The papers are divided into five series. The first and largest series, the Subject File, contains memoranda, correspondence, speeches and speech drafts, reports, press releases, and other items documenting some of the major events and policies of the Truman administration during Clifford's tenure as Special Counsel. Much of this material reflects his involvement in foreign policy and national security issues: the development of the U.S. atomic energy program; the Economic Cooperation Administration and its implementation of the Marshall Plan; the controversy over Palestine, in which Clifford played a significant role as an advocate of extending U.S. diplomatic recognition to the new state of Israel; and the unification of the armed forces through the creation of the National Military Establishment in 1947. Among the materials relating to Russia in this series are documents compiled by Clifford and his assistant, George M. Elsey, in the course of preparing their top secret 1946 report to the President, "American Relations With the Soviet Union" (also known as the Clifford-Elsey Report.). On the domestic front, the series contains information about the coal strike of 1946, the Taft-Hartley Act of 1947, and other contentious labor issues. A substantial amount of material in the Subject File documents Clifford's work in drafting presidential speeches, messages, and statements.

The second series, the Political File, contains printed material, newspaper clippings, memoranda, correspondence, press releases, and other items relating to national politics during the Truman years, with particular emphasis upon the 1948 election. Some of the material in this series reflects Clifford's role as a White House political strategist in 1947 and 1948. Of particular interest is a lengthy memorandum that Clifford submitted to the President on November 19, 1947. Originally drafted by James Rowe, Jr., a Washington attorney, this "Clifford-Rowe Memorandum" summarized the major features of the campaign strategy that Truman would pursue in achieving his upset victory in the 1948 presidential election. Other memoranda by Clifford and by William Batt, Jr., Director of the Research Division of the Democratic National Committee, also document high-level planning for that campaign. The Political File also includes a variety of Democratic Party campaign publications. Some correspondence with Clifford and other materials in the series relate to the 1952 and 1956 presidential campaigns, after Clifford had left the White House.

The Presidential Speech File includes speeches and speech drafts, press releases, memoranda, printed material, newspaper clippings, correspondence, itineraries and schedules, drafts of legislation, and other items mostly documenting the drafting of President Truman's speeches and other public messages. In addition to the drafts themselves and accompanying research materials, the series contains samples of press reaction and some memoranda relating to political strategy. Among the major speeches that Clifford helped write during this period were several State of the Union addresses, the Truman Doctrine speech of 1947, a number of 1948 campaign speeches, and the 1949 Inaugural Address, with its proposal of a "Point Four" program of aid to underdeveloped nations. One notable item in the series is Mr. Truman's own handwritten draft of a speech on the 1946 railroad strike. In this proposed speech, which he never actually delivered, the President strongly denounced the leaders of the striking railroad unions, and called for volunteers to help "hang a few traitors" and defend the Constitution. The Presidential Speech File contains much information about the 1948 "Whistlestop" campaign, including train schedules for the President's trips.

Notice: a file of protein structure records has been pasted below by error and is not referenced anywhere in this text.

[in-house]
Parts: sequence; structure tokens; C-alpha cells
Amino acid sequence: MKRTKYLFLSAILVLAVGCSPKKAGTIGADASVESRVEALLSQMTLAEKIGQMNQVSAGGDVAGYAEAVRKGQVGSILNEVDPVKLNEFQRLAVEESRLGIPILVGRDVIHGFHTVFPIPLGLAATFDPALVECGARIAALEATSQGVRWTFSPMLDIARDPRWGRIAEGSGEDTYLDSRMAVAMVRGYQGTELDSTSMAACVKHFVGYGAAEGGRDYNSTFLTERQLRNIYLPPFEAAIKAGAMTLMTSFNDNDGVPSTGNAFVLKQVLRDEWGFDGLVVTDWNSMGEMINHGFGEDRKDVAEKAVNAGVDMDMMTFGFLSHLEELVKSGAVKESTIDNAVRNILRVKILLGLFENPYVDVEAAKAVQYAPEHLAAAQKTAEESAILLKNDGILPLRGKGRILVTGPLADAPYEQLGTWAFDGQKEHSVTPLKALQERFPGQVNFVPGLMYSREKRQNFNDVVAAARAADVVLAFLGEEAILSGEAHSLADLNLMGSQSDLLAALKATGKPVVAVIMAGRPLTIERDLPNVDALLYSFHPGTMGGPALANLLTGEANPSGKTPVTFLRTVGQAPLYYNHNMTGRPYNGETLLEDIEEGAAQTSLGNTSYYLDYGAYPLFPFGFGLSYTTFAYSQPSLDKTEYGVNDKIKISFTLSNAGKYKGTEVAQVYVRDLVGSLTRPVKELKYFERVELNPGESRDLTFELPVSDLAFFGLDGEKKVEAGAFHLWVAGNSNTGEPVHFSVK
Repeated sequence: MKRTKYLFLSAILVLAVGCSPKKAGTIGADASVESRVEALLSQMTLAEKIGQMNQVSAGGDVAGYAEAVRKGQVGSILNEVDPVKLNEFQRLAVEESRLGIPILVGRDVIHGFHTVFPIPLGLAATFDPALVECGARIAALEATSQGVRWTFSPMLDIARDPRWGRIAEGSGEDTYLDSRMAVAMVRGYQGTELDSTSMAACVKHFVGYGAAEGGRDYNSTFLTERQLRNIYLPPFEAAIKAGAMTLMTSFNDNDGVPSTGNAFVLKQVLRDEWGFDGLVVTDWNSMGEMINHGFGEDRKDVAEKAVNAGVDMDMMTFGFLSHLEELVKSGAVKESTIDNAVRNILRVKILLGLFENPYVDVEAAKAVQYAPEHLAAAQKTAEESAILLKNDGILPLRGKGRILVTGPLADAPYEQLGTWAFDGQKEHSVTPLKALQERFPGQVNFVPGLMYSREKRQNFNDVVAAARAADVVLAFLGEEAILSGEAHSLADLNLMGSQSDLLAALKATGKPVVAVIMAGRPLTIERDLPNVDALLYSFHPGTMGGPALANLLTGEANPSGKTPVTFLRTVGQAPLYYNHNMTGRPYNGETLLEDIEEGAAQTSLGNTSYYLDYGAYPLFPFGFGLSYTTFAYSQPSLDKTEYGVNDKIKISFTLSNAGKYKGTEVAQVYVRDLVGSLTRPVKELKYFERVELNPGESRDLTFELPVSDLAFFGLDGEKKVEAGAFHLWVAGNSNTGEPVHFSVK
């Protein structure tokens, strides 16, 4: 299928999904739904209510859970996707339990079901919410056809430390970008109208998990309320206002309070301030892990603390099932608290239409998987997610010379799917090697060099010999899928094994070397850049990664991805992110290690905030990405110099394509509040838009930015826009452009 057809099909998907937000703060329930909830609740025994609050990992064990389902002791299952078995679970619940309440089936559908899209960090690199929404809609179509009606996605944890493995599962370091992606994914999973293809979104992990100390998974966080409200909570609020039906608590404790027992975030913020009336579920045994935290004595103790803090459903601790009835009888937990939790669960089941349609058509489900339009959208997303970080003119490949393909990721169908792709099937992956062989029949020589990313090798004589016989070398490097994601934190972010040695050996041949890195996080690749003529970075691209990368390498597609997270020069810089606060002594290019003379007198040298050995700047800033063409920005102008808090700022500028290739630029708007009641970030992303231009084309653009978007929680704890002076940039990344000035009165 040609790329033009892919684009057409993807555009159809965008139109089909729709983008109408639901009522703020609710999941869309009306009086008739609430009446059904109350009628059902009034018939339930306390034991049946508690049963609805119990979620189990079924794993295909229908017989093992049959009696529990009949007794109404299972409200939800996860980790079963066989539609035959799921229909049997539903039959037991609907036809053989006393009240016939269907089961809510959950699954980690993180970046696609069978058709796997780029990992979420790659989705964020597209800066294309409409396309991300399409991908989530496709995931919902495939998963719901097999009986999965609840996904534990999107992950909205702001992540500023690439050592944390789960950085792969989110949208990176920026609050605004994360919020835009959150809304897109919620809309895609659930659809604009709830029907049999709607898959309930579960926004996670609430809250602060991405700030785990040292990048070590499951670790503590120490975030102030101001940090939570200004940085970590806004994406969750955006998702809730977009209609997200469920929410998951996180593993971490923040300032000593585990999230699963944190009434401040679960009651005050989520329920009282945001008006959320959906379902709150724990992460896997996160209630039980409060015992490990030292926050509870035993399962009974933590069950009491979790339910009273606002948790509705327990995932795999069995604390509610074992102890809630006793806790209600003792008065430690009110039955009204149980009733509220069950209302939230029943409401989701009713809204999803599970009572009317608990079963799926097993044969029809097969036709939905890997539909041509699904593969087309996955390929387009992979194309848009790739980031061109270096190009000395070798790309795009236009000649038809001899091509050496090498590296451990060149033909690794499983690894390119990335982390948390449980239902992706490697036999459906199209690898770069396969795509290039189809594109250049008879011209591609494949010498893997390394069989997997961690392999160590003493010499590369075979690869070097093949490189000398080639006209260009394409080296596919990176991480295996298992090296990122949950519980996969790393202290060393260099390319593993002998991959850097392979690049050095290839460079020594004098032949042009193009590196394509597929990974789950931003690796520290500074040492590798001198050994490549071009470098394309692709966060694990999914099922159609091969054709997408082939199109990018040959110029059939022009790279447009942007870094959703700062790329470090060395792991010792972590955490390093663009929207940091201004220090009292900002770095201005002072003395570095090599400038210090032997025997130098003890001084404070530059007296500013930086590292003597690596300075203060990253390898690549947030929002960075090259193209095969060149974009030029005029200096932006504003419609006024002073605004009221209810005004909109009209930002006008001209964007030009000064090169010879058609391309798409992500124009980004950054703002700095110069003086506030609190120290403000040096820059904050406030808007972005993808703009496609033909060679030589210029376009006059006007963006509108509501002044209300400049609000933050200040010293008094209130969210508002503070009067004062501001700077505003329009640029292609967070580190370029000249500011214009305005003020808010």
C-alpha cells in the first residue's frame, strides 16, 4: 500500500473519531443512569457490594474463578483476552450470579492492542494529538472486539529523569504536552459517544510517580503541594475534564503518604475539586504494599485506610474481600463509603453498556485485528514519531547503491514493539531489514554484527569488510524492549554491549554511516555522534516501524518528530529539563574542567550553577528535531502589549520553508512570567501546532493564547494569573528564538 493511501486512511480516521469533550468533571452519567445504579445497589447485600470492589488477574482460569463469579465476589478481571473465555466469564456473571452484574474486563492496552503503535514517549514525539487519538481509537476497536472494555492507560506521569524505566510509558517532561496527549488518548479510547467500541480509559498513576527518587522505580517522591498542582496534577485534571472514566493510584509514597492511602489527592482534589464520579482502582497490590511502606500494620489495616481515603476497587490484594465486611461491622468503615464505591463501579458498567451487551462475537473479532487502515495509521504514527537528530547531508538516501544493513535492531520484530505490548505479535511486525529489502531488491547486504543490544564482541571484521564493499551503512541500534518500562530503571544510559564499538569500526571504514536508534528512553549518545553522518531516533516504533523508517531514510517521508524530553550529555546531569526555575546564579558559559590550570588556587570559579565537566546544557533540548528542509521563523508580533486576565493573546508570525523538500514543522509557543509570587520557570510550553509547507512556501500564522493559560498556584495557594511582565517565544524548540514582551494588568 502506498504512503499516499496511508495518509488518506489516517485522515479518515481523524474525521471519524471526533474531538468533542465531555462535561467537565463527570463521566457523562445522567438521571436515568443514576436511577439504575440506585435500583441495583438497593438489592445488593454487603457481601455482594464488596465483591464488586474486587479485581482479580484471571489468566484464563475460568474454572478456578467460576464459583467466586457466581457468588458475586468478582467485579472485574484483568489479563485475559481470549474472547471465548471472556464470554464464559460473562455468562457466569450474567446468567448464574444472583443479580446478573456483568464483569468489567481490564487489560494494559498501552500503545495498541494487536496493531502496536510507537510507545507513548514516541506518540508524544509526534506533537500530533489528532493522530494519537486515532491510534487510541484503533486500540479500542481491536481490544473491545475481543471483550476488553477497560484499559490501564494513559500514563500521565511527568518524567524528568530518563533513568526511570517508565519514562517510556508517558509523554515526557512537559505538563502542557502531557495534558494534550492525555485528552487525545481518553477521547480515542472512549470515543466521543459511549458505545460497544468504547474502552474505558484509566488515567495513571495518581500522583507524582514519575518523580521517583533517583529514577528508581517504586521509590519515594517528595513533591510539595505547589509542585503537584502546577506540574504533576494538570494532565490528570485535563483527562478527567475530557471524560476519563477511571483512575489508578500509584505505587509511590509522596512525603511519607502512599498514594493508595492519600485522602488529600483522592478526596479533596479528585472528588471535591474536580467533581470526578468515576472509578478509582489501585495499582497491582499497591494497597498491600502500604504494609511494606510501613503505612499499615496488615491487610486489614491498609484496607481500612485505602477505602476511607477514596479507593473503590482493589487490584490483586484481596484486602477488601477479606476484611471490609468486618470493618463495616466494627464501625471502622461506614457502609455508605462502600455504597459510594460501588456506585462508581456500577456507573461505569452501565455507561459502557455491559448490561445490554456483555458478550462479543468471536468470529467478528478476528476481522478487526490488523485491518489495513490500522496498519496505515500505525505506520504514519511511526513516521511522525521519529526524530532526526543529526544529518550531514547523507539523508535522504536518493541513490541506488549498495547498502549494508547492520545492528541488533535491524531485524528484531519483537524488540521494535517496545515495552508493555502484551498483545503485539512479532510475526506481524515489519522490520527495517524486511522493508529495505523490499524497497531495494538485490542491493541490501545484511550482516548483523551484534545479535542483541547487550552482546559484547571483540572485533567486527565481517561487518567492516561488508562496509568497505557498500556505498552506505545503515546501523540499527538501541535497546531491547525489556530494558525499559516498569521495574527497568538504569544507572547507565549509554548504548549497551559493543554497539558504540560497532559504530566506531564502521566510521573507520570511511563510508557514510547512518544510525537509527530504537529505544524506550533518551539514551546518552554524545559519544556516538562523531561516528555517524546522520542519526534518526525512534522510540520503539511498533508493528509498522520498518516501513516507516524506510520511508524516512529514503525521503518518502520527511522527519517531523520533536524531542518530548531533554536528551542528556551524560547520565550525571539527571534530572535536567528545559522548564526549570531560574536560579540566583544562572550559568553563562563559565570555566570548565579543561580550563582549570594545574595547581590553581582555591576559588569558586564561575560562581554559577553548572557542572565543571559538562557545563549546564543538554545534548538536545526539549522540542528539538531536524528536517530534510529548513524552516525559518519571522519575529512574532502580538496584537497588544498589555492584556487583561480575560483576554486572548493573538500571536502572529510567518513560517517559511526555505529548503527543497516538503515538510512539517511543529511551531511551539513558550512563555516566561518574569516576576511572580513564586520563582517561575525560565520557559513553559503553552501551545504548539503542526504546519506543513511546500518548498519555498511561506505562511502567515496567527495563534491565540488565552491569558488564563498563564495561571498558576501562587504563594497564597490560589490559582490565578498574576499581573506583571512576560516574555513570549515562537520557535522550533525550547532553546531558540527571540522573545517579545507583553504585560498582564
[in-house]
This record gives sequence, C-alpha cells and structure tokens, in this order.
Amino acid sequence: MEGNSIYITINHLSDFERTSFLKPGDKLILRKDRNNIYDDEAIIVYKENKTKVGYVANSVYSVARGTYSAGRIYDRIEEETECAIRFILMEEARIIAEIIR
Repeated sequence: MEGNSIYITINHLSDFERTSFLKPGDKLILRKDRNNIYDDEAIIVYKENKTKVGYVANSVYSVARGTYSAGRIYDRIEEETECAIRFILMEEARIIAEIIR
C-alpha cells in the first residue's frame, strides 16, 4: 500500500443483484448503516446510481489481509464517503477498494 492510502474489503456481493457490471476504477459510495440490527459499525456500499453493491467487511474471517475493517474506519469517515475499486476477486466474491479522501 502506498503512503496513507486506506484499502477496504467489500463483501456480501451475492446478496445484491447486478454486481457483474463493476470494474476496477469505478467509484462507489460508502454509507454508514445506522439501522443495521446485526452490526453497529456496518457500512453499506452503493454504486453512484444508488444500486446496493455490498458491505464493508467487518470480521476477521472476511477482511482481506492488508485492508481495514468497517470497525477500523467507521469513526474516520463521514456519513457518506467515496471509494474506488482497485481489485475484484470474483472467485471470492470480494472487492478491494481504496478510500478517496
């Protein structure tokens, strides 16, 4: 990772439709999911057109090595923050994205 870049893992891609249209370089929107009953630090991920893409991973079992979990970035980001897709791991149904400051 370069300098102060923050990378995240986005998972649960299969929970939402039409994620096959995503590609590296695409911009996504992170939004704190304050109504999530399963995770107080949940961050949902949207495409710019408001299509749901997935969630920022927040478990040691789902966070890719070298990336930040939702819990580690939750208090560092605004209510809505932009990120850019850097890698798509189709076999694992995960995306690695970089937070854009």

The Miscellaneous Speech File mostly contains speeches and speech drafts, press releases, memoranda, and other items pertaining to speeches delivered by Cabinet members, other Truman administration officials, members of Congress, and other prominent individuals. Clifford apparently compiled this material in connection with his speechwriting duties as Special Counsel. The speeches relate for the most part to U.S. domestic politics and foreign affairs during this period.

The last series, the Harry S. Truman File, contains material donated by Clifford's estate to the Truman Library in 1999. Most of this material consists of photocopies of personal correspondence between Clifford and Truman, and between Mrs. Clifford and Mrs. Truman, dating from the years after Clifford left the Truman administration in 1950. Many of the letters from Mr. and Mrs. Truman in this series are handwritten. In addition, the Harry S. Truman File contains some photocopied correspondence between Clifford and others regarding Mr. Truman and his legacy, and several original souvenir cards bearing Clifford's name and handwritten inscriptions by the President. With the exception of these cards, the originals of all the documents in this series were retained by the Clifford estate, and apparently will be donated to the Library of Congress as part of that institution's collection of Clifford Papers.

Additional information about Clark Clifford and his service in the Truman administration may be found at the Truman L